Diabetes vaccine gives promising results in a genetic subgroup, according to a clinical research by Linköping University.

The researchers wanted to see whether type 1 diabetes immunotherapy might keep the body's own insulin production stable. The results show that injecting a protein called GAD into lymph nodes could be useful in a group of people.

The immune system destroys the cells that contain insulin in type 1 diabetes. The the body cannot control blood sugar levels once the insulin-producing cells have died, and a person with type 1 diabetes must use exogenous insulin for the rest of his or her life.

One of the most pressing questions in type 1 diabetes research is if and how the immune system's attack can be slowed or even stopped. One possible approach is to change the immune defence by injecting a protein that the immune system's cells respond to by way of a vaccine. GAD65 is one of the proteins against which the immune system often produces antibodies in type 1 diabetes (glutamic acid decarboxylase).

Professor Johnny Ludvigsson of Linköping University has been researching the idea of vaccinating people with type 1 diabetes who have recently been diagnosed with GAD for many years. The immune system is hoped to become more tolerant of the body&s own GAD and avoid killing insulin-producing cells, allowing the body to continue to produce some insulin.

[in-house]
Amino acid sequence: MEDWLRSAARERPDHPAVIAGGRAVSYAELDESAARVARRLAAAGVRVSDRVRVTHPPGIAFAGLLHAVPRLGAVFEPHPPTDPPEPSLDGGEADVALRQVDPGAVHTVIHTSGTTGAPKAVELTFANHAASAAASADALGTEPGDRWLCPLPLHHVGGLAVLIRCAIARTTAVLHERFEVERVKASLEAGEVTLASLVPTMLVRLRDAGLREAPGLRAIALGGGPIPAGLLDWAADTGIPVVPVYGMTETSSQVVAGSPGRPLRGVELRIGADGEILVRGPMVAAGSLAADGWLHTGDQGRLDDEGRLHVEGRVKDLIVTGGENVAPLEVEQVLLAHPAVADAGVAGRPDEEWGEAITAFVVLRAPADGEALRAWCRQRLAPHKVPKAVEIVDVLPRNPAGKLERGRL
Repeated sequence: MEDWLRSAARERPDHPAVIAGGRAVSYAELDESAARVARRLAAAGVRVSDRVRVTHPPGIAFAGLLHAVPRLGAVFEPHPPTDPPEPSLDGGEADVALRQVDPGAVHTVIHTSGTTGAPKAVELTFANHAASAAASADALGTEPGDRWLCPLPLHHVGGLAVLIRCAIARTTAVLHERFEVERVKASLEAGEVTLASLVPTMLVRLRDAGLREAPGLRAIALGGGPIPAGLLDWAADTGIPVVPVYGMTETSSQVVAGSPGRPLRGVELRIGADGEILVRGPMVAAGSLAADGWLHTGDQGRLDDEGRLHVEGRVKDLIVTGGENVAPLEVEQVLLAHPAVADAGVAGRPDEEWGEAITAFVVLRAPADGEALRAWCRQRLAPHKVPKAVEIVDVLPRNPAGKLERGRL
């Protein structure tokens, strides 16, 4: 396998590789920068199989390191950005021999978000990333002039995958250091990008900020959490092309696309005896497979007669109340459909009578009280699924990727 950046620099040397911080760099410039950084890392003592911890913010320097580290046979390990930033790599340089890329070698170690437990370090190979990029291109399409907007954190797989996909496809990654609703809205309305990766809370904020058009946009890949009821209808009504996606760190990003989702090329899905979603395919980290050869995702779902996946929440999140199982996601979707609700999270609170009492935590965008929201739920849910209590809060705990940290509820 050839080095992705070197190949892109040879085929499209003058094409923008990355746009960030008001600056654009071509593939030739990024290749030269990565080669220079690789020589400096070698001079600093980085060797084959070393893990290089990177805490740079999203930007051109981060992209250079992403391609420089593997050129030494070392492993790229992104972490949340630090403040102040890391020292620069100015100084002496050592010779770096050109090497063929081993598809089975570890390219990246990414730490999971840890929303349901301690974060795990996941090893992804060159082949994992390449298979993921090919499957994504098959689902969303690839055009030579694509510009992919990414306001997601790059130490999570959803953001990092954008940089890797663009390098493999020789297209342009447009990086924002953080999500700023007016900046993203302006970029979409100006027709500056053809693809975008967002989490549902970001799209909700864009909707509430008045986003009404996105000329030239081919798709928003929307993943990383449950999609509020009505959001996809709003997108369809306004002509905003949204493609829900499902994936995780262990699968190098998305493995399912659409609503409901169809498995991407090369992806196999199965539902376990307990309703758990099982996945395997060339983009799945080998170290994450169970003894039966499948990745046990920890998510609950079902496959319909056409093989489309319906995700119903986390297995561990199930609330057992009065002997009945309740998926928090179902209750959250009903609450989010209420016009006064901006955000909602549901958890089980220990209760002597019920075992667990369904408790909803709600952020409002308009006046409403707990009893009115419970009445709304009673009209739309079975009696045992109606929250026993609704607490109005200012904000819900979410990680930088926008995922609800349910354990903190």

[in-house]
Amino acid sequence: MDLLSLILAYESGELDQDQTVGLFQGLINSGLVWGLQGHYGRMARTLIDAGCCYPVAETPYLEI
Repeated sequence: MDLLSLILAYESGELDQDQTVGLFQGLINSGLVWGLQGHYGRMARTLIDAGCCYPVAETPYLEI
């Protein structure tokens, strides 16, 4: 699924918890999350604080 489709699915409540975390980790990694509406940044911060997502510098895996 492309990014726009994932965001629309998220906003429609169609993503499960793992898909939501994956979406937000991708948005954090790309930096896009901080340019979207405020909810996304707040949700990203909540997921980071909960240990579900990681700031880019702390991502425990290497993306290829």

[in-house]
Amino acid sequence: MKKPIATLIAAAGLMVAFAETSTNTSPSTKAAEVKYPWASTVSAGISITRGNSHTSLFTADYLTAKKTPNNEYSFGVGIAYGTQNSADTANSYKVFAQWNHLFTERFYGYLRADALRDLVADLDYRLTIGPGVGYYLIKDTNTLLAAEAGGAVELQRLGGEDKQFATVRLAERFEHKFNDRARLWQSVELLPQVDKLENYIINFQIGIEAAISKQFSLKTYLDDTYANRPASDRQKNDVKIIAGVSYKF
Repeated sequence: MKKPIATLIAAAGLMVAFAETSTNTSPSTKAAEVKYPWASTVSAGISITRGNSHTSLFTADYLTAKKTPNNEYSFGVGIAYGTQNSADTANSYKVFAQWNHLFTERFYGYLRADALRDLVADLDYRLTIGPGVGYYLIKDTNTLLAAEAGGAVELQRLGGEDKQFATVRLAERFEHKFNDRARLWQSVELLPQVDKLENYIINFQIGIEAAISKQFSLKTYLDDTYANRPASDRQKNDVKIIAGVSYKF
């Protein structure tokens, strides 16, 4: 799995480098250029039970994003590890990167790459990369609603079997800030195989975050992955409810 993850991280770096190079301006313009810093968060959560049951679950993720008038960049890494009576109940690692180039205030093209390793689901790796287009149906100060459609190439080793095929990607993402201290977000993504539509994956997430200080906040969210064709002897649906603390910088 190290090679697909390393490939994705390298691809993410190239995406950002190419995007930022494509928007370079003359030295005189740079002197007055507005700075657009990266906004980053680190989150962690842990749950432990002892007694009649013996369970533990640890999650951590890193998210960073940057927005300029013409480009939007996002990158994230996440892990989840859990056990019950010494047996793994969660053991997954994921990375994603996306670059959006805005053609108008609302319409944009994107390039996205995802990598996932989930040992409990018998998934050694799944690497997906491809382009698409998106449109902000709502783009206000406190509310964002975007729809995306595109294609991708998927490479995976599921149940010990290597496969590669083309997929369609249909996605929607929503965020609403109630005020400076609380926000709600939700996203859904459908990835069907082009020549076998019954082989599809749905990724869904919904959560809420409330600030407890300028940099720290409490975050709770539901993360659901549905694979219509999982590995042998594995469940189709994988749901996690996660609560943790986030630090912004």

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Type 1 Diabetes Vaccine

The effect of GAD-alum (Diamyd) injections into the lymph nodes of 109 young people with newly diagnosed type 1 diabetes was examined in DIAGNODE-2, which is a clinical phase 2 review. The participant's natural insulin output was evaluated at the beginning of the study and again after 15 months. Changes in long-term blood sugar levels (HbA1c) and how much additional insulin the patients required to take every day were among the other outcomes monitored.

Previous research on diabetes immunotherapy has proposed that genetic factors affect how patients respond to the treatment. This prompted DIAGNOSE-2 researchers to investigate many variants of what is known as & "HLA genes" These genes code for proteins found on the cell&s surface. They act as protein holders and reveal proteins to immune system cells passing by. If the protein fragment is from bacteria, for example, the immune system should produce antibodies to fight the foreign protein.

The immune system, on the other hand, can often respond to the body's own substances, and some HLA types have been linked to an increased risk of type 1 diabetes. HLA-DR3-DQ2 introduces the GAD65 protein to immune system cells, and patients with this variant often develop antibodies to GAD65 at an early stage of the disease. The HLA-DR3-DQ2 variant was found in around half of the
study participants.

The degree to which insulin output was maintained in the entire patient group did not vary between treatment and placebo. However, GAD-alum had a positive effect on the subgroup of patients who had the DR3-DQ2 HLA gene variant. No undesired results that could be connected to treatment with GAD-alum were seen during the study.